Walt Disney World installed GPS-equipped computers in each of its nearly 300 buses, with a goal to reroute buses in real time to handle the heaviest crowds. But critics of the program say the initiative has been a hindrance, with drivers complaining that working with a computer while they operate their vehicles has proven to be a distraction, according to the Orlando Sentinel.
The program, called Magic in Motion, has led to more-efficient bus scheduling and lower wait times for guests, according to Disney. Features such as prerecorded passenger announcements broadcast automatically rather than by the drivers has made it easier for drivers to concentrate on the road in front of them, Disney contends.
Under the new program, whenever a Disney World bus completes a round trip, it is issued a new destination based on which stops currently have guests waiting. As soon as a bus finishes one route, a new one is calculated and then displayed on a small computer monitor to the driver's right.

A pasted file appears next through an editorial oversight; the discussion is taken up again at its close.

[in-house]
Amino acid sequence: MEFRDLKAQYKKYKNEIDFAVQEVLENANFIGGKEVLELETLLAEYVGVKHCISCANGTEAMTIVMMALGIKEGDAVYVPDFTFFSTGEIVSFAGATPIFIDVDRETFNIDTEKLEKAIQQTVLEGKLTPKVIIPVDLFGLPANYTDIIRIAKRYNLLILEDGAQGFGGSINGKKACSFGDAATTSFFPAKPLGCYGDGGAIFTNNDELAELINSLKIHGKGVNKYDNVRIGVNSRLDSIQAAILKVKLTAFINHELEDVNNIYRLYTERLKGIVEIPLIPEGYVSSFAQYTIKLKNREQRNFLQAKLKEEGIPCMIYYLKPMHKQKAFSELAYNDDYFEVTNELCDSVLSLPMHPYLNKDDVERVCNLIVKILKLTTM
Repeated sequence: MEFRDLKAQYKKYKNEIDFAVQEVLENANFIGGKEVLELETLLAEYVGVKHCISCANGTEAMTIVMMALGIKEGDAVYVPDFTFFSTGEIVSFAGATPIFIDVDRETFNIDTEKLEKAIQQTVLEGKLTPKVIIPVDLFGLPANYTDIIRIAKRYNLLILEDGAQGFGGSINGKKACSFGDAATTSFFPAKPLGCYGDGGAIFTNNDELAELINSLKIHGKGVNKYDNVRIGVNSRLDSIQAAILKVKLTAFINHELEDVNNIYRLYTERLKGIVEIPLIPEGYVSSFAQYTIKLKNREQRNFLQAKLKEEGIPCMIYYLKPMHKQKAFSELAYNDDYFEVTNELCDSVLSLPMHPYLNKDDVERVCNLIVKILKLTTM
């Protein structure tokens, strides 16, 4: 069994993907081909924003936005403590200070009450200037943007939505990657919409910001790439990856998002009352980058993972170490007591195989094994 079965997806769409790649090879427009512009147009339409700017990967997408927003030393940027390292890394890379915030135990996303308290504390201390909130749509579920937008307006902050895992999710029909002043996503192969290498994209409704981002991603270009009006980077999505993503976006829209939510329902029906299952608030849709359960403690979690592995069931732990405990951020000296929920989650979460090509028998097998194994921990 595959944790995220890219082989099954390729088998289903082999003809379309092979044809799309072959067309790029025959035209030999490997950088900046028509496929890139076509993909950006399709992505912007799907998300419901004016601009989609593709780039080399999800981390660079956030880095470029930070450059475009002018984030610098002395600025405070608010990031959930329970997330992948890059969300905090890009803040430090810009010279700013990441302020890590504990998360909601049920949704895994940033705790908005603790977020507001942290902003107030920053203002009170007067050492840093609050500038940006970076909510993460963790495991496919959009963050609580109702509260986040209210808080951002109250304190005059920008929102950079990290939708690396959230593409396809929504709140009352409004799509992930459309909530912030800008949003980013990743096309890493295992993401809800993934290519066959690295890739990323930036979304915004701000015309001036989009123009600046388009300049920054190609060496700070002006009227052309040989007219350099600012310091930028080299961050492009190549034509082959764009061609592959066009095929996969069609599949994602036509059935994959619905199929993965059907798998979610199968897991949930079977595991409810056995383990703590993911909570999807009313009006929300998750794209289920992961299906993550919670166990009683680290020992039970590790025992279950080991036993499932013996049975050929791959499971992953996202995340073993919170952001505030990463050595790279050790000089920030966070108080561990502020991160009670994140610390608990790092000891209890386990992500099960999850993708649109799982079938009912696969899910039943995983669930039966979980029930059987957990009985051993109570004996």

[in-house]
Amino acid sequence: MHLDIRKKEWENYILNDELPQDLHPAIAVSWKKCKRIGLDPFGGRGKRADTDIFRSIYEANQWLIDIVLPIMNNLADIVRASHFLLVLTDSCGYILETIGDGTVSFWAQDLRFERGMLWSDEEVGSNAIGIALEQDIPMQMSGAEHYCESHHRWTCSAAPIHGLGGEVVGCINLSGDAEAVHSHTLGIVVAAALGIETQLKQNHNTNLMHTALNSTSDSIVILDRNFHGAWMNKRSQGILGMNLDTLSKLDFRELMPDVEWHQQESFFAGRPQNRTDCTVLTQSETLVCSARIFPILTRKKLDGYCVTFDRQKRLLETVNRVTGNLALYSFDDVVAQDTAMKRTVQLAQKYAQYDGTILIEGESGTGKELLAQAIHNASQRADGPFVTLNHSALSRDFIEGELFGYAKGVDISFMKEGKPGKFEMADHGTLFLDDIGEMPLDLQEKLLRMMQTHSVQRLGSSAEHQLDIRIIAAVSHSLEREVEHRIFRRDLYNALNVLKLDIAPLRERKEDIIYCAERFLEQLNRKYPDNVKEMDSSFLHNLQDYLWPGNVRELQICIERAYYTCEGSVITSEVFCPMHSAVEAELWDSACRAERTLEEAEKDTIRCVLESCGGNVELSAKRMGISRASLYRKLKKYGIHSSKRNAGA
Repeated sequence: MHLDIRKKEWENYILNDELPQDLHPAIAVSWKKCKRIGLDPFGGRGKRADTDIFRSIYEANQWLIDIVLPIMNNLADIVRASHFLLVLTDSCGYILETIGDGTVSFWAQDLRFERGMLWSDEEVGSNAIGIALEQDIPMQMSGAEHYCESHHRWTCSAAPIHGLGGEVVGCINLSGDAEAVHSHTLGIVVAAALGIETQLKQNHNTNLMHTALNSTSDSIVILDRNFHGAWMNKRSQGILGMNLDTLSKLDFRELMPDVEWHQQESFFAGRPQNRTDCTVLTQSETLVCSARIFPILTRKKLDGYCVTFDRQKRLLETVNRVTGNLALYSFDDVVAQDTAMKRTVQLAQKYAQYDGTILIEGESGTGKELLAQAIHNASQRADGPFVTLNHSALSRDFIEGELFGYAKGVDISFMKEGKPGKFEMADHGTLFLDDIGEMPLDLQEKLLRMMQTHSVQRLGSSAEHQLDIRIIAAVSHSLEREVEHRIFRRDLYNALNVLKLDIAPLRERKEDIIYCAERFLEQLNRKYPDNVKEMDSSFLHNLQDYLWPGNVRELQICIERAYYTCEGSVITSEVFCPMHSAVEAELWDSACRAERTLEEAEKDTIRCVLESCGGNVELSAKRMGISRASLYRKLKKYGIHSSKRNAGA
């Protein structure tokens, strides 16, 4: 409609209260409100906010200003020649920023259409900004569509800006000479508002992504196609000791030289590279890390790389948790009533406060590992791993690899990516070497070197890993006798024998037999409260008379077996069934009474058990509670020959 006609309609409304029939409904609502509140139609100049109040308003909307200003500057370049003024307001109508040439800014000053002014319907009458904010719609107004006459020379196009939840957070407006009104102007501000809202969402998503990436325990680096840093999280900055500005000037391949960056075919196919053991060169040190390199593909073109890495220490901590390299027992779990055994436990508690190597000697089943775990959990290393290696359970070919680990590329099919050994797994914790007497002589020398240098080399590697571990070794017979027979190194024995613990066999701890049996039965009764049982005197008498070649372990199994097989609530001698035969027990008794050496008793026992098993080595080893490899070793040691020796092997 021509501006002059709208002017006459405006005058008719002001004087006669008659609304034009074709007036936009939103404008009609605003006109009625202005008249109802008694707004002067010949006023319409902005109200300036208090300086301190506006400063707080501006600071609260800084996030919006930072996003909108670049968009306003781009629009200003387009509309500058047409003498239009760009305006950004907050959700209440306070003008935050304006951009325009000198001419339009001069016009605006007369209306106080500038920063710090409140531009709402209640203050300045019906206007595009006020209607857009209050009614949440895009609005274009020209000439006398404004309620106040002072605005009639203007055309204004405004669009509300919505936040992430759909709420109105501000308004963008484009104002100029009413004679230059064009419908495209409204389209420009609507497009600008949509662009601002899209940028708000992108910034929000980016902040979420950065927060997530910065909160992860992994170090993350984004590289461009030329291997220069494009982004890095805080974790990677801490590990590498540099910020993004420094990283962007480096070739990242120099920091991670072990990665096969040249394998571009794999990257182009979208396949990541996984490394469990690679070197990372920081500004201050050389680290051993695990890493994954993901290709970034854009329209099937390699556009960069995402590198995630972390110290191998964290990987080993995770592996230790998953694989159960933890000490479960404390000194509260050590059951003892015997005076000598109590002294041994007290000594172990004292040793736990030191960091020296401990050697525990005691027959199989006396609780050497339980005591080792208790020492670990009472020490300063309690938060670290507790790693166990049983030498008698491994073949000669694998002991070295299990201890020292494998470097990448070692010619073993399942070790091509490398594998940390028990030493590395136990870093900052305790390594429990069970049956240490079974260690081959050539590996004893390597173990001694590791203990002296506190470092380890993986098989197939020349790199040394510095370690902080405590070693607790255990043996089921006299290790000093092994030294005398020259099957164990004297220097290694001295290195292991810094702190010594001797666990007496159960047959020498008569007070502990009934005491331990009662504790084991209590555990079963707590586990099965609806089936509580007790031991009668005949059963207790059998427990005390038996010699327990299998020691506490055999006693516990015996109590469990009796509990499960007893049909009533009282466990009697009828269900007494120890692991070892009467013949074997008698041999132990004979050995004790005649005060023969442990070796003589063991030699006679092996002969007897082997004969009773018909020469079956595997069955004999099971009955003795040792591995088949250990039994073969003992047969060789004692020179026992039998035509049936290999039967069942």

But some drivers say the system can be distracting. Each time a bus is nearing the end of its route, the driver must radio to a dispatcher to get a five-digit code that the driver then enters into the computer. The computer then displays the new route, updates the bus' marquee and even changes the music.
Adding to the complaining drivers' argument was the fact that Disney's bus system recently recorded three crashes in two weeks.
To help solve the problem of driver distraction, the resort is developing software to automate the process entirely. Disney hopes to roll that out within a year.
Disney also puts all of its drivers through a four-week training program that ensures they are comfortable with the system and that they have driven all of Disney World's bus routes, during the day and at night.